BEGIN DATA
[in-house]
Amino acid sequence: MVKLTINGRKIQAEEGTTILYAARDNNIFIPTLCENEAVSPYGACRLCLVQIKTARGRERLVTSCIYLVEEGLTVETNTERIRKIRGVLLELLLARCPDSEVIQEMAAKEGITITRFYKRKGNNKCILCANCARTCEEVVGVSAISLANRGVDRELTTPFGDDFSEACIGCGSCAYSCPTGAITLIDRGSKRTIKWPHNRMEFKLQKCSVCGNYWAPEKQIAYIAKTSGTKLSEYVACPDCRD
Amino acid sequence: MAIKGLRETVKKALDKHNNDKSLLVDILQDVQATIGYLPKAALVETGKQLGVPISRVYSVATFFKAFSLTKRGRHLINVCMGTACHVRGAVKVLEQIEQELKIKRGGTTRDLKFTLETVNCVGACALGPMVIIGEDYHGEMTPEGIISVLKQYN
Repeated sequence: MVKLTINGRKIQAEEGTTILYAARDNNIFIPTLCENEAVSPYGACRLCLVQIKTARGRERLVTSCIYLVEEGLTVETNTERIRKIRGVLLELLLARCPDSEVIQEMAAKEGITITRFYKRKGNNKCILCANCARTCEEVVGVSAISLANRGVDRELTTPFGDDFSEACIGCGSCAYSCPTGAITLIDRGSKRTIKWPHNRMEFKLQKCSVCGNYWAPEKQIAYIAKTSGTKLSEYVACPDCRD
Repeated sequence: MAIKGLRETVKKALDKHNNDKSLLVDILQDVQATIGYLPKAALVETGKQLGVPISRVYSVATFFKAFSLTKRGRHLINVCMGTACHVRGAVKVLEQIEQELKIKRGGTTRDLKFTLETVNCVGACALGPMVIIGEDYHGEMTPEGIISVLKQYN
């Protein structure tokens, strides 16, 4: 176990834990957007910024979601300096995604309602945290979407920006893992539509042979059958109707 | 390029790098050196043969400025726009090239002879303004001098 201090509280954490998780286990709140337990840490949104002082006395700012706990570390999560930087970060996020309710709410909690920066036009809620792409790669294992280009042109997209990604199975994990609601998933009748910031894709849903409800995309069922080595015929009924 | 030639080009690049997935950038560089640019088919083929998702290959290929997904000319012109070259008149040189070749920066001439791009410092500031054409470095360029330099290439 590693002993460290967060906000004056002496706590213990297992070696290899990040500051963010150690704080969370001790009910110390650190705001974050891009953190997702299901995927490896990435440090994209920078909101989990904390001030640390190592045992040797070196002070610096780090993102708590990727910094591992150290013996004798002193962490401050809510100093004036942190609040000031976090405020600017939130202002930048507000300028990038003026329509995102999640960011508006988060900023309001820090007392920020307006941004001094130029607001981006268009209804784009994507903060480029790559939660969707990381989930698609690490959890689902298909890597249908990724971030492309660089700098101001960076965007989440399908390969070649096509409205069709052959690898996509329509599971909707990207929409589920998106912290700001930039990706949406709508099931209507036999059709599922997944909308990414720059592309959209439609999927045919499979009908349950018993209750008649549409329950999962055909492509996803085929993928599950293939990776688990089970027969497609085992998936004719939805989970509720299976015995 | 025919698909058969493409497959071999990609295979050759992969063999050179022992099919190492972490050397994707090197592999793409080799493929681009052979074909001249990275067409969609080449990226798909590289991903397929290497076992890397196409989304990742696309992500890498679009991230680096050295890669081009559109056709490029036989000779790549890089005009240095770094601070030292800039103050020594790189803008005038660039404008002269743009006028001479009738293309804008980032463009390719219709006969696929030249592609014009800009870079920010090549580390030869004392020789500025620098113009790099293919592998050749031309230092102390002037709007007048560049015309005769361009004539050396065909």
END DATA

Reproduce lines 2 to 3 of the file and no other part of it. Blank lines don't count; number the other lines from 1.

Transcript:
Amino acid sequence: MVKLTINGRKIQAEEGTTILYAARDNNIFIPTLCENEAVSPYGACRLCLVQIKTARGRERLVTSCIYLVEEGLTVETNTERIRKIRGVLLELLLARCPDSEVIQEMAAKEGITITRFYKRKGNNKCILCANCARTCEEVVGVSAISLANRGVDRELTTPFGDDFSEACIGCGSCAYSCPTGAITLIDRGSKRTIKWPHNRMEFKLQKCSVCGNYWAPEKQIAYIAKTSGTKLSEYVACPDCRD
Amino acid sequence: MAIKGLRETVKKALDKHNNDKSLLVDILQDVQATIGYLPKAALVETGKQLGVPISRVYSVATFFKAFSLTKRGRHLINVCMGTACHVRGAVKVLEQIEQELKIKRGGTTRDLKFTLETVNCVGACALGPMVIIGEDYHGEMTPEGIISVLKQYN